Detection: General Patterns

Users can alter, add to and delete from the General Patterns category, which can include any regular expression that the user wants the scanner to look for during the scan. This might include patterns used to enforce coding standards or anything at all -- not necessarily internationalization-related patterns.

Filtering: General Pattern Line Filters

General Pattern Line Filters are the line filters for the General Patterns scanning category. Whenever Globalyzer detects a general pattern in a line of code that also contains one of the patterns in this list, it will ignore the general pattern detection.

Static File Reference Scan Rules

Detection: Static File References

This category is used to detect image and other static file paths in source code. During the internationalization process, these static files need to be localized and placed in locale-specific directories. All paths to those localized files in the source code must then be altered to retrieve and load the localized file at run time from the locale-specific directory corresponding to the user's locale.

Filtering: Static File Filters

Static File Filters apply to the Static File References detection category. Globalyzer will ignore the static file if it contains one of the patterns in this list.

Filtering: Static File Line Filters

Another mechanism for filtering static file references is with the Static File Line Filters. In this case, Globalyzer will ignore the static file if it is in a line of code that also contains one of the patterns in this list.

Logging into the Server

Rule Sets are typically configured on the Globalyzer Server, using a browser. The first step is to log into your account on the server. Click here for detailed login instructions.

Creating New Rule Sets

Rule Sets can be created as base Rule Sets or inherited Rule Sets. Base Rule Sets are created with a set of default rules defined on the server. Inherited Rule Sets extend an existing Rule Set; they inherit all the rules of the parent Rule Set and can add new rules and/or override inherited rules. When rules are added, modified, or deleted in the parent Rule Set, those changes are inherited.
Click here for more information on Rule Set Inheritance.

Creating a base Rule Set

To create a Base Rule Set:

  1. Log into the server.
  2. From your home page, select Create Rule Set. The Create Rule Set page appears.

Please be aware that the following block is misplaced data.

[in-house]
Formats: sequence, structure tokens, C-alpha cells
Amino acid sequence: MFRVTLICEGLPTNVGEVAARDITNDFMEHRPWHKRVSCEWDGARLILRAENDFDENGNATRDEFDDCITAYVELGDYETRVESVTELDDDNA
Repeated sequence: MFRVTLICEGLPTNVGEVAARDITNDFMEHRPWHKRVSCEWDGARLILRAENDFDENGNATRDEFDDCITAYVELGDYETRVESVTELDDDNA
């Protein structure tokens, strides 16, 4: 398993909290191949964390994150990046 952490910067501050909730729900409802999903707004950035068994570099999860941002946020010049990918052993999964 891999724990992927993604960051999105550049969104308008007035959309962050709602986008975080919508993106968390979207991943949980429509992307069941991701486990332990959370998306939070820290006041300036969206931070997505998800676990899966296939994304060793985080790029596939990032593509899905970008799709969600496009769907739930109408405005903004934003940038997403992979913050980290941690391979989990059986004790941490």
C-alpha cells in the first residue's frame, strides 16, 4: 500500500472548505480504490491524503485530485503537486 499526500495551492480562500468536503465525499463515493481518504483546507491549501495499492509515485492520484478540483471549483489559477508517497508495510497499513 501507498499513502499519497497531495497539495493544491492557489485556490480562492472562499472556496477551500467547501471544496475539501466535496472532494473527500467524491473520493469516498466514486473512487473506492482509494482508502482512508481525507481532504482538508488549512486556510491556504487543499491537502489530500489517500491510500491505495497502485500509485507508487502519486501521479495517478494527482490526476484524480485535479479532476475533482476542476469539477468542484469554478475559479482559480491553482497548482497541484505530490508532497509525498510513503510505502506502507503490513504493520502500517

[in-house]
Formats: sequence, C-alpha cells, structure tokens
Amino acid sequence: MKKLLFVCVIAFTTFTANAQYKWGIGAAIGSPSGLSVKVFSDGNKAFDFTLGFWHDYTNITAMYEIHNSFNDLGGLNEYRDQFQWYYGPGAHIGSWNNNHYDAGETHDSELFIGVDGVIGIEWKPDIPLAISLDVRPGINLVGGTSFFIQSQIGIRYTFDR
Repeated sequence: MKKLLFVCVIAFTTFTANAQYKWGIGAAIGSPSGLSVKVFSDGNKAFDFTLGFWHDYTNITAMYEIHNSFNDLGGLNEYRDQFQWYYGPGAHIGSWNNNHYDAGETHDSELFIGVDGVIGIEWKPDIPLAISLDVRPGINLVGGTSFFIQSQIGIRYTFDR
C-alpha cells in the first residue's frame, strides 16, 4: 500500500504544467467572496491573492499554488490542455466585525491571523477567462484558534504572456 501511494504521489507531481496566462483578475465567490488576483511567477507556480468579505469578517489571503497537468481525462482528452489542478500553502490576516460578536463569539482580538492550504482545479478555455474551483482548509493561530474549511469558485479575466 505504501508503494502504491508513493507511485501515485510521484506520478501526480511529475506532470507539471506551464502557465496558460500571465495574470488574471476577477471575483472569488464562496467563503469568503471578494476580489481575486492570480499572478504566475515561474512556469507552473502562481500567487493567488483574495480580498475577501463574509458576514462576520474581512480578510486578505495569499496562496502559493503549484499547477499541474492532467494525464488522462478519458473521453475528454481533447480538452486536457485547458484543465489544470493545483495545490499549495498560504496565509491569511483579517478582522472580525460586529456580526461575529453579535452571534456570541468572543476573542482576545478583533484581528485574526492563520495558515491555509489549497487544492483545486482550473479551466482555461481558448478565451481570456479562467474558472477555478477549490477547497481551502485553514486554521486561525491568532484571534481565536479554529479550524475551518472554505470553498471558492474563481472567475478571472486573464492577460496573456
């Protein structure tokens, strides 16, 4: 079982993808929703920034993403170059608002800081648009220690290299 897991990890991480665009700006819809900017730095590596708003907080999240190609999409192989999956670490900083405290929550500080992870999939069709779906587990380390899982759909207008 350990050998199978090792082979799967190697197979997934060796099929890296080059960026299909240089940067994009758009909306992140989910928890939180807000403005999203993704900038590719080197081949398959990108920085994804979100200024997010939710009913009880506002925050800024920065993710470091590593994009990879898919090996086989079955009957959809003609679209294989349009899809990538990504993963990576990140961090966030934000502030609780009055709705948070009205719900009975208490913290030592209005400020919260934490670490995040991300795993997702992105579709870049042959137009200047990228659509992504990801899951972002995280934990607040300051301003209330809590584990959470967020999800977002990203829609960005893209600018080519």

3. Enter a name for the new Rule Set.
  4. From the Language - Variant list, pick the type of source code that you wish to scan. The language-variant choices are:
    • actionscript
      c#
      c++ - ANSI UTF-8
      c++ - ANSI UTF-16
      c++ - Cross Platform UTF-8
      c++ - Cross Platform UTF-8
      c++ - Qt
      c++ - Windows Generic
      c++ - Windows MBCS
      c++ - Windows Unicode
      delphi
      html
      java
      javaScript
      objectivec
      perl
      php
      sql - MS SQL
      sql - MYSQL
      sql - Oracle PL/SQL
      sql - PostgreSQL
      swift2
      vb - Classic VB
      vb - VB.NET
      vbscript
      xml
      xml - MXML

    The variant determines the default set of Locale-Sensitive Methods for the Rule Set. Click here for more information on Rule Set languages and variants.

  5. Check the Shared box if you want team members to be able to use your rule set to scan their source code using the Globalyzer Client.
  6. Click the Create button.
  7. The Customize Rule Set page appears.
  8. This page allows you to edit the default settings for the five scanning categories. Click on a link below for detailed information about configuring each type of rule.

Source File Extensions

Source File Extensions
Choose from and add to a list of file extensions to determine what types of files will be scanned within a chosen project directory.

File Extension Filters
Choose from and add to a list of default patterns that specify file names and directories to exclude from scannning.

Embedded String Scan Rules

String Content Filters
Choose from and add to a list of default strings to filter out of the Embedded String code scan.

String Method Filters
Choose from and add to a list of methods to use to filter strings passed as parameters out of the Embedded String code scan.

String Variable Filters
Choose from and add to a list of variables; strings compared/assigned to these variables will be filtered from the Embedded String code scan.

String Line Filters
Choose from and add to a list of default patterns to filter code lines out of the Embedded String code scan.

String Statement Filters
Choose from and add to a list of default patterns to filter javascript code statements out of the Embedded String code scan.

Ignored HTML Tags
Choose from and add to a list of tags that are filtered as part of the embedded text when the HTML scanner is searching for text between matching tags.

String Content Patterns
Create Regular Expressions that will override any String Filter, ensuring that strings with these patterns will remain in the Scan Results.

String Method Patterns
Choose from and add to a list of methods that will override any String Filter, ensuring that strings passed as parameters to these methods will remain in the Scan Results.

String Variable Patterns